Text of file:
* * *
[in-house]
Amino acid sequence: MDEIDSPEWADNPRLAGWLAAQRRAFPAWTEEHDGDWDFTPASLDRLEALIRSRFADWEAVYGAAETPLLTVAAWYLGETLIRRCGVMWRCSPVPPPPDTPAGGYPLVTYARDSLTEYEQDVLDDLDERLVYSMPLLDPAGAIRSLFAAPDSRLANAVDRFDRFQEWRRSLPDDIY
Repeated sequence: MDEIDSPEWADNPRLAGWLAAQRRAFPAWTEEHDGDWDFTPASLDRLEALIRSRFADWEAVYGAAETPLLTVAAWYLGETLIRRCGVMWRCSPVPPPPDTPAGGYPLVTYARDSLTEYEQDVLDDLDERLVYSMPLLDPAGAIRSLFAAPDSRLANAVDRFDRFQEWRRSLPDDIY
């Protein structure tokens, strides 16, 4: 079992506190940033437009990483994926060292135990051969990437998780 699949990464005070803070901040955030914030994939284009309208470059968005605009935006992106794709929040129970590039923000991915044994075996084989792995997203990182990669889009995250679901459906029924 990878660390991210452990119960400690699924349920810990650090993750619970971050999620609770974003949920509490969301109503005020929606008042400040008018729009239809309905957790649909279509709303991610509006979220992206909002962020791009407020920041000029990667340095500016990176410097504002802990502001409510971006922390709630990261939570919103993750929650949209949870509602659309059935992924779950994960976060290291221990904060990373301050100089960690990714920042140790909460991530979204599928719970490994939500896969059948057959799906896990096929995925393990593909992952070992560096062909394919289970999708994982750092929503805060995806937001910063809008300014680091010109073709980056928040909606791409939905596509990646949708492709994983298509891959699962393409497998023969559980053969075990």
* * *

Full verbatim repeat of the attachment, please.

[in-house]
Amino acid sequence: MDEIDSPEWADNPRLAGWLAAQRRAFPAWTEEHDGDWDFTPASLDRLEALIRSRFADWEAVYGAAETPLLTVAAWYLGETLIRRCGVMWRCSPVPPPPDTPAGGYPLVTYARDSLTEYEQDVLDDLDERLVYSMPLLDPAGAIRSLFAAPDSRLANAVDRFDRFQEWRRSLPDDIY
Repeated sequence: MDEIDSPEWADNPRLAGWLAAQRRAFPAWTEEHDGDWDFTPASLDRLEALIRSRFADWEAVYGAAETPLLTVAAWYLGETLIRRCGVMWRCSPVPPPPDTPAGGYPLVTYARDSLTEYEQDVLDDLDERLVYSMPLLDPAGAIRSLFAAPDSRLANAVDRFDRFQEWRRSLPDDIY
């Protein structure tokens, strides 16, 4: 079992506190940033437009990483994926060292135990051969990437998780 699949990464005070803070901040955030914030994939284009309208470059968005605009935006992106794709929040129970590039923000991915044994075996084989792995997203990182990669889009995250679901459906029924 990878660390991210452990119960400690699924349920810990650090993750619970971050999620609770974003949920509490969301109503005020929606008042400040008018729009239809309905957790649909279509709303991610509006979220992206909002962020791009407020920041000029990667340095500016990176410097504002802990502001409510971006922390709630990261939570919103993750929650949209949870509602659309059935992924779950994960976060290291221990904060990373301050100089960690990714920042140790909460991530979204599928719970490994939500896969059948057959799906896990096929995925393990593909992952070992560096062909394919289970999708994982750092929503805060995806937001910063809008300014680091010109073709980056928040909606791409939905596509990646949708492709994983298509891959699962393409497998023969559980053969075990």